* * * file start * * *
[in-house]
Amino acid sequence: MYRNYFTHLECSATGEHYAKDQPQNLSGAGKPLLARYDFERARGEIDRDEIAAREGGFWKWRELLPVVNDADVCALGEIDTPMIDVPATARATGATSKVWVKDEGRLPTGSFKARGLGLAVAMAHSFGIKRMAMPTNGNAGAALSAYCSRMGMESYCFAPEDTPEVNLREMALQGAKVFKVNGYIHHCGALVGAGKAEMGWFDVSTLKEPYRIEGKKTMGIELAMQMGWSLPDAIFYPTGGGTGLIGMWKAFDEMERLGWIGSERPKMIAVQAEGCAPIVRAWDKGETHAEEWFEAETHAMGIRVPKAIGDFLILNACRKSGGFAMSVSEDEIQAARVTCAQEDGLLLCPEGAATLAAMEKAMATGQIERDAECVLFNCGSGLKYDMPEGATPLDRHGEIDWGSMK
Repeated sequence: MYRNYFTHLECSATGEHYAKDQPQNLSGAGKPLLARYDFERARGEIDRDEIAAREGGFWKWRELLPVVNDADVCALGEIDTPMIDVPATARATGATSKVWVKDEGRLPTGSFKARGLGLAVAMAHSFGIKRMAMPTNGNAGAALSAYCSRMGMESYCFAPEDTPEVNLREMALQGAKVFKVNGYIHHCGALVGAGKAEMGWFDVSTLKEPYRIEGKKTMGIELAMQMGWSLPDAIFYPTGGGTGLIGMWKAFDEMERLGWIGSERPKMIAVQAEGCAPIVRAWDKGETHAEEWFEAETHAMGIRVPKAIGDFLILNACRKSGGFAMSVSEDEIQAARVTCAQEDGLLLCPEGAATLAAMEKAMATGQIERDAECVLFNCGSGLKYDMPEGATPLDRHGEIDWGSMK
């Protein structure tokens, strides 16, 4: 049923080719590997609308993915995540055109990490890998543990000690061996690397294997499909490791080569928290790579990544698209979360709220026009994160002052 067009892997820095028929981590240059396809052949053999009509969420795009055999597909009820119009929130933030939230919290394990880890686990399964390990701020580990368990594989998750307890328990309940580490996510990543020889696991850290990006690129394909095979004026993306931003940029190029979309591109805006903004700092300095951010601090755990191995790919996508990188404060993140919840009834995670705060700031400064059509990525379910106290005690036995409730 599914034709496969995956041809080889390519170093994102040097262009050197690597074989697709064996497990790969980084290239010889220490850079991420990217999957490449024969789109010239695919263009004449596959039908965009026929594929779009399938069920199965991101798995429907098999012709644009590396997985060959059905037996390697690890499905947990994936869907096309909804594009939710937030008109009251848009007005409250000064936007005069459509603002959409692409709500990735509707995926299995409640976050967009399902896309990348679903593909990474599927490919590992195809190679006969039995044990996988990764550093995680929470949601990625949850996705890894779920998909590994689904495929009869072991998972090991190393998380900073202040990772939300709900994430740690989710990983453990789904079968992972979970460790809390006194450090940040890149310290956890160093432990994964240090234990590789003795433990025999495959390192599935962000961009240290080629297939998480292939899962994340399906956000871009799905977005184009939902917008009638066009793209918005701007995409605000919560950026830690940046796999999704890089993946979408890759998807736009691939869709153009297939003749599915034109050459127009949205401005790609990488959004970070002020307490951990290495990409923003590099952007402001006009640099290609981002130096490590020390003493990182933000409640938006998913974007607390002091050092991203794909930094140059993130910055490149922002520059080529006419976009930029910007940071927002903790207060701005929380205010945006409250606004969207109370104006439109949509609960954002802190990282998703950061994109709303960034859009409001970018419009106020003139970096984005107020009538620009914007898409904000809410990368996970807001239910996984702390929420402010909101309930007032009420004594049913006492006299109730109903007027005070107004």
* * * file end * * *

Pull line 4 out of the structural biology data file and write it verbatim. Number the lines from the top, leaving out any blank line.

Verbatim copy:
């Protein structure tokens, strides 16, 4: 049923080719590997609308993915995540055109990490890998543990000690061996690397294997499909490791080569928290790579990544698209979360709220026009994160002052 067009892997820095028929981590240059396809052949053999009509969420795009055999597909009820119009929130933030939230919290394990880890686990399964390990701020580990368990594989998750307890328990309940580490996510990543020889696991850290990006690129394909095979004026993306931003940029190029979309591109805006903004700092300095951010601090755990191995790919996508990188404060993140919840009834995670705060700031400064059509990525379910106290005690036995409730 599914034709496969995956041809080889390519170093994102040097262009050197690597074989697709064996497990790969980084290239010889220490850079991420990217999957490449024969789109010239695919263009004449596959039908965009026929594929779009399938069920199965991101798995429907098999012709644009590396997985060959059905037996390697690890499905947990994936869907096309909804594009939710937030008109009251848009007005409250000064936007005069459509603002959409692409709500990735509707995926299995409640976050967009399902896309990348679903593909990474599927490919590992195809190679006969039995044990996988990764550093995680929470949601990625949850996705890894779920998909590994689904495929009869072991998972090991190393998380900073202040990772939300709900994430740690989710990983453990789904079968992972979970460790809390006194450090940040890149310290956890160093432990994964240090234990590789003795433990025999495959390192599935962000961009240290080629297939998480292939899962994340399906956000871009799905977005184009939902917008009638066009793209918005701007995409605000919560950026830690940046796999999704890089993946979408890759998807736009691939869709153009297939003749599915034109050459127009949205401005790609990488959004970070002020307490951990290495990409923003590099952007402001006009640099290609981002130096490590020390003493990182933000409640938006998913974007607390002091050092991203794909930094140059993130910055490149922002520059080529006419976009930029910007940071927002903790207060701005929380205010945006409250606004969207109370104006439109949509609960954002802190990282998703950061994109709303960034859009409001970018419009106020003139970096984005107020009538620009914007898409904000809410990368996970807001239910996984702390929420402010909101309930007032009420004594049913006492006299109730109903007027005070107004």